The fact that Saratoga Trunk was made during the height of the Production Code is quite surprising given the twisted nature of the film. With its wacky, downright strange supporting characters and subplots involving sex, manipulation, blackmail and con artistry, Saratoga Trunk is in sharp contrast with the traditionalism of the typical Ferber American epic. A film that revolves around Ingrid Bergman, flanked by a dwarf and British character actress Flora Robson in blackface as her mulatto servant, traveling from France to her now deceased mother’s home in New Orleans to (a) get revenge on the family that ruined her mother’s life and (b) land a rich husband using every cheap, shameless tactic in the book does not sound like the typical output from the woman who wrote Show Boat and Giant. The relationship between Bergman and Cooper in the film is also interesting because it takes the sexual dynamic between Scarlett O’Hara and Rhett Butler that made Gone With the Wind so popular and twists it to another level. If you thought Scarlett and Rhett were morally dubious, Bergman and Cooper’s characters make them seem like church folk. At first, Bergman makes it blatantly clear that she is only with Cooper for his money and he accepts this. They eventually break up once Cooper realizes just how scarily hell-bent she is on her mission for revenge. Once that mission is complete, however, Cooper becomes her partner in crime in trying to get her hitched to a rich mama’s boy. He makes up lies for her, moves into the next hotel room so they can work together on a plan and then sits back and watches her squirm when confronted by people who doubt her story. To make things even more complicated, there are moments where the two characters simply look at each other and pure animalistic lust passes between them. Some of these looks are so blatantly lusty, it is hard to believe they passed the censors.
Another fascinating aspect of Saratoga Trunk is that it manages to transcend the “camp” label applied to similar-sounding movies. Camp films tend to go overboard in certain respects, whether it is in overacting, over directing or over stylizing with the camera. They have big “moments” where, either through ineptitude or sheer carelessness, the viewer realizes that the film has become something entirely different from what the creative team envisioned. The rape scene in Myra Breckinridge would be one such moment, or the infamous wire hanger scene in Mommie Dearest. A legitimate “camp” film is normally punctuated with moments like these to liven up dull bits in between. Saratoga Trunk has no such moments. The film has campy aspects, certainly, but nothing artistically or stylistically is pushed in that direction. Each individual scene feels carefully crafted, and no one moment takes you completely out of the film. The weird vibe that permeates Saratoga Trunk is only noticeable when considering the film as a whole. In each individual scene, nothing the dwarf or Bergman’s servant says or does is incredibly “out there,” yet, when you think of them in context of the entire film, they stick out like a sore thumb, almost to the point of laughter.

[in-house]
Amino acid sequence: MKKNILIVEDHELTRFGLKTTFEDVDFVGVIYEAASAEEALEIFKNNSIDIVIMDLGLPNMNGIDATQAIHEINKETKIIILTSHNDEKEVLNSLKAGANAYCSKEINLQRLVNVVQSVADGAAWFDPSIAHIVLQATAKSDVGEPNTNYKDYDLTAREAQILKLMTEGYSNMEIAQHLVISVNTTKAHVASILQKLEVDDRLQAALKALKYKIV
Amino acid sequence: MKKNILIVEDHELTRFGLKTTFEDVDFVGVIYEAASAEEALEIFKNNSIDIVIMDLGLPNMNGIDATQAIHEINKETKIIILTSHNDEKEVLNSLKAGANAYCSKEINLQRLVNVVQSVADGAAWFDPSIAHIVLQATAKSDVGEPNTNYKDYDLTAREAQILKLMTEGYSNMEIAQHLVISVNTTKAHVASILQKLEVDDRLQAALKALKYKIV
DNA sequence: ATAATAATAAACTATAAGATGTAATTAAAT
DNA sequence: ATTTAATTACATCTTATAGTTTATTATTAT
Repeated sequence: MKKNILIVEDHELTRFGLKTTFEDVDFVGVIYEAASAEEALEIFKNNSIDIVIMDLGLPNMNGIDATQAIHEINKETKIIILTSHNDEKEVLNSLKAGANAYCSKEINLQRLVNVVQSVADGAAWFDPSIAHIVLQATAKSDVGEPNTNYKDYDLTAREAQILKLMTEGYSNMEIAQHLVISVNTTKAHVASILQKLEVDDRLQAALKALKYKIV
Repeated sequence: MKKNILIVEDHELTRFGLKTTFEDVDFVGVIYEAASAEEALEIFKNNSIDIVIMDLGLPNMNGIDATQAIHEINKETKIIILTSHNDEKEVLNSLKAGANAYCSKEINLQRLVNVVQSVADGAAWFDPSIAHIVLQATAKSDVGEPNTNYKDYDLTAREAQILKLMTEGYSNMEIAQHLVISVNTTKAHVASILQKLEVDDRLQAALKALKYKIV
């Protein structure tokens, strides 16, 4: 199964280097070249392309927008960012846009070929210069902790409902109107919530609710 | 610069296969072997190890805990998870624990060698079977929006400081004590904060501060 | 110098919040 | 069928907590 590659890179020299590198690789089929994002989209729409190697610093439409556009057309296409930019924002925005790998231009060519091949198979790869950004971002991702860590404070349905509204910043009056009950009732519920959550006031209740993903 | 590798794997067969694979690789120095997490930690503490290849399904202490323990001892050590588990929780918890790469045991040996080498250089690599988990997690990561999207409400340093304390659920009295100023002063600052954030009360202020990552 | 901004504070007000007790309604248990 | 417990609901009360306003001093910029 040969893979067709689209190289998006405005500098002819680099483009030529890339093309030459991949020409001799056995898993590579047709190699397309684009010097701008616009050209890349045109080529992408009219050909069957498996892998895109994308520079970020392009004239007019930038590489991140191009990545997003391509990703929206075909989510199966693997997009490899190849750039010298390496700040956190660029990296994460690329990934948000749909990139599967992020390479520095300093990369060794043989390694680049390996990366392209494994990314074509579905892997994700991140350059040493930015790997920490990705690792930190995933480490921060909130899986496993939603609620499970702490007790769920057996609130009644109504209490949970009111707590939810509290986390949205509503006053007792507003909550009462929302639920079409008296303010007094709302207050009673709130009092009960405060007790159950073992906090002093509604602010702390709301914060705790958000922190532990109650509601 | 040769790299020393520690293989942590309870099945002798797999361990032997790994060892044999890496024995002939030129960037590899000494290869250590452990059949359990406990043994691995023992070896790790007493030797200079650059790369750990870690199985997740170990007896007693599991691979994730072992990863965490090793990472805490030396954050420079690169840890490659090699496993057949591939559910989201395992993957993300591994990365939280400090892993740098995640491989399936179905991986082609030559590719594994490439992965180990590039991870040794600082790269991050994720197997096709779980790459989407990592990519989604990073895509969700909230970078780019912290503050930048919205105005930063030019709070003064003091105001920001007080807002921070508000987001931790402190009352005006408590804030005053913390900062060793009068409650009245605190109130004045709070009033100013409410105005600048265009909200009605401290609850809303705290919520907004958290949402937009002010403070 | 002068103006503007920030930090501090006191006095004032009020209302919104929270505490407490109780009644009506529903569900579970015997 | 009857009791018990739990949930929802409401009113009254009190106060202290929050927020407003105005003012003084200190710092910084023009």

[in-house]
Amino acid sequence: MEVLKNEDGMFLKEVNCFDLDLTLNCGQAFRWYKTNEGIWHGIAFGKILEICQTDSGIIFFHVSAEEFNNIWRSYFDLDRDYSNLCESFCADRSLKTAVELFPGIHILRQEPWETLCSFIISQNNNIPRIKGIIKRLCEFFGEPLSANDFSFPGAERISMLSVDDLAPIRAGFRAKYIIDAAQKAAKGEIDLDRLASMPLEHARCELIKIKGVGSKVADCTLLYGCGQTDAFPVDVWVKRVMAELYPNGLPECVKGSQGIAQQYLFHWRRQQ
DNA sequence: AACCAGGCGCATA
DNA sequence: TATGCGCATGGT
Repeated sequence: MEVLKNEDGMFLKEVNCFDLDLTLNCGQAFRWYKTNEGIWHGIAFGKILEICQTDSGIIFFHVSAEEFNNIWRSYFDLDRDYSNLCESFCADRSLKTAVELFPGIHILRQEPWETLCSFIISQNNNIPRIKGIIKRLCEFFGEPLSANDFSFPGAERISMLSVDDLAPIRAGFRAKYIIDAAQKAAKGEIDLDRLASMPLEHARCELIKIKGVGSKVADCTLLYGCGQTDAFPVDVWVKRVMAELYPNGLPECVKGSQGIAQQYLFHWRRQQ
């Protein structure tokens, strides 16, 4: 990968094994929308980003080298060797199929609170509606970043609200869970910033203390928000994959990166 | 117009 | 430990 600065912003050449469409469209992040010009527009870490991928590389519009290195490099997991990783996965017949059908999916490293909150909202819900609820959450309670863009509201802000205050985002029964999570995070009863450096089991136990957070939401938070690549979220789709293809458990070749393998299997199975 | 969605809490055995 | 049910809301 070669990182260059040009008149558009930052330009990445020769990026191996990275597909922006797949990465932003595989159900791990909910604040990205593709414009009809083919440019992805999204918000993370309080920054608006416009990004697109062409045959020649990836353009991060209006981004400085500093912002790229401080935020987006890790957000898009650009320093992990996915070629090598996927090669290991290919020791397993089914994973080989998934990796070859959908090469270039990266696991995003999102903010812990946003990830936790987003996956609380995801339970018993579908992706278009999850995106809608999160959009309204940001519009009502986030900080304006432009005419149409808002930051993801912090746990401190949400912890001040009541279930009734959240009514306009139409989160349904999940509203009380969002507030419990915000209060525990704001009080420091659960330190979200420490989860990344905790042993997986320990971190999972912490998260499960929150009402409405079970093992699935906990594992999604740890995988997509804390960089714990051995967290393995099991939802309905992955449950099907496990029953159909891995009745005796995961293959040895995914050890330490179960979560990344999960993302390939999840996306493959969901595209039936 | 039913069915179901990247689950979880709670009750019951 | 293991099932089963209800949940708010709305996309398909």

Saratoga Trunk belongs in a class of films I like to call “beautiful disasters.” An example of a film that belongs in this specialized group would be the recent The Box, a nonsense thriller that falls short of whatever insane vision director Richard Kelley had in his head but fails spectacularly. Or, Francois Truffaut’s Hitchcockian misfire Mississippi Mermaid which makes up for a hackneyed story with its stars, the most beautiful couple in the history of film, Catherine Deneuve and Jean-Paul Belmondo. They may be lacking in some department, but they are far more fascinating to ponder for hours on end than a film like Frost/Nixon which may be technically proficient but offers nothing of interest once the runtime ends. I do not know about most people, but, good or bad, I would rather have more films like Saratoga Trunk that leave me guessing as to why they are so fascinating--even during moments when they shouldn’t be.